Foreigners who stumble into this world are highly prized assets: They are tracked, abducted, sold from one militant group to another and held for months, or even years, in the hope of a multimillion-dollar payday. Such hopes are kept alive by France, Germany and other European governments that routinely facilitate ransom payments for the release of their own citizens.

The United States steadfastly refuses to pay ransom, which undoubtedly reduces the price that American hostages fetch in the kidnap economy. However, money isn’t the only motivator for those holding hostages; they are also used to demonstrate the groups’ ferocity, as shown recently by the Islamic State’s gruesome killings of two Japanese men. ...

The good news is there is a way to change this game, to turn the tables on terrorist kidnappers and undermine the kidnap economy. ...

Throughout the 1980s, federal investigators did not catch a single major business cartel, despite having a whole division at the Department of Justice devoted to the task. That’s because business cartels, groups of companies that work together in secret to fix prices, can be nearly impossible to detect. ...

That all changed, suddenly and dramatically, in 1993 when the Department of Justice instituted a new program offering complete immunity to the first firm in a cartel to confess. ...

And turn on each other they did; soon convictions and settlements in the United States alone were generating hundreds of millions of dollars in fines each year. ...

Imagine what would happen if the federal government were to offer a million-dollar reward and promise safety to anyone — Islamic State militant or not — who provided information that led to the rescue of American hostages, and the capture or killing of their kidnappers. Holding an American hostage would then become fraught with peril, no matter where the kidnappers might hide, as anyone, even one of their own, might turn on them at any time.
--David McAdams, NYT, on kidnapper jujitsu. HT: Marginal Revolution

Sunday, February 1, 2015

Why Seattle's final Super Bowl play call might not have been so dumb

Much will be made as to whether the Seahawks should have run the ball with Marshawn Lynch in the backfield.

Lynch had five previous runs from the 1 this season and had scored one touchdown.
--ESPN Stats & Information on why the Seahawks might have called a pass

Wednesday, January 28, 2015

Why you often shouldn't go for it on 4th down


It doesn’t matter the distance; kicking has been on a steady upward climb. If we look back even further, we can see indicators that kicking has been on a similar trajectory for the entire history of the league. ...

If you’re reading this site, there’s a good chance you scream at your television a lot when coaches sheepishly kick or punt instead of going for it on fourth down. This is particularly true in the “dead zone” between roughly the 25- and 40-yard lines, where punts accomplish little and field goals are supposedly too long to be good gambles. ...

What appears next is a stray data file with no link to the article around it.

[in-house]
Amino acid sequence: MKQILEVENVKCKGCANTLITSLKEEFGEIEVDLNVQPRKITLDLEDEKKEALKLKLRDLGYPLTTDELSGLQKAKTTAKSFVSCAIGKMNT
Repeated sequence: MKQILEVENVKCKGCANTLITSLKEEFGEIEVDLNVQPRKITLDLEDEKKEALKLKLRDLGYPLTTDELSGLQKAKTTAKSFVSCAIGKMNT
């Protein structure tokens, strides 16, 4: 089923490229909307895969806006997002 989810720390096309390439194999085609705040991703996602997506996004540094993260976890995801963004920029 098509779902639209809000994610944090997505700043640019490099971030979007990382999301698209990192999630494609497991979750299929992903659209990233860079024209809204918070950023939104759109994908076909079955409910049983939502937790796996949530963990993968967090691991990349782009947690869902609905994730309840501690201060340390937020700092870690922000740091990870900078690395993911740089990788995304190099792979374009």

As of 10 years ago — around when these should-we-go-for-it models rose to prominence — we were still right. But a lot has changed in 10 years. Field-goal kicking is now good enough that many previous calculations are outdated. ...

There’s no one universally agreed-upon system for when you should go for it on fourth down. But a very popular one is The New York Times’ 4th Down Bot...

Comparing those to my model, it looks to me like the bot’s kickers are approximately 2004-quality. (I asked Burke about this, and he agrees that the bot is probably at least a few years behind, and says that its kicking assumptions are based on a fitted model of the most recent eight years of kicking data.) ...

The following table compares “Go or No” charts from the 4th Down Bot as it stands right now, versus how it would look with projected 2015 kickers:
Having better kickers makes a big difference, as you can see from the blue sea on the left versus the red sea on the right. ...

While the updated version still concluded that coaches were too conservative (particularly on fourth-and-short), it found that coaches were (very slightly) making more correct decisions than the 4th Down Bot.
--Benjamin Morris, FiveThirtyEight, on updating our football analytic intuitions

Monday, January 26, 2015

Why you shouldn't become a professional cartoonist

[Tom] Toro has since moved into his own apartment, and he continues to submit a dozen or so cartoons to the New Yorker weekly. In the past year and a half, the magazine has bought 16 of his 1,600 submissions. "It's a kind of life of rejection," Toro deadpans. "It's a bittersweet game of odds, and you have to overwhelm them."

Among the bittersweet realities of Toro's cartooning success is that the pay is mediocre. The New Yorker abandoned its staff cartoonists several years ago and now offers its stable of 30 or so regular ones a fee of $675 per cartoon, with old-timers such as Roz Chast and George Booth probably earning more.
--Tamara Straus, SFGate, on overwhelming supply meeting tepid demand. FYI, 16 * 675 / 1.5 = $7,200 per year


Every cartoonist I know has a second career doing something else, or is married to a lawyer. How I make ends meet is I work part-time customer service jobs, and if that’s not enough I shamelessly mooch off my parents. I’m almost thirty-two years old. Welcome to the paradise of the modern artist. ...

This is pretty much the plateau. There’s no better venue than The New Yorker. It’s the acme of cartooning.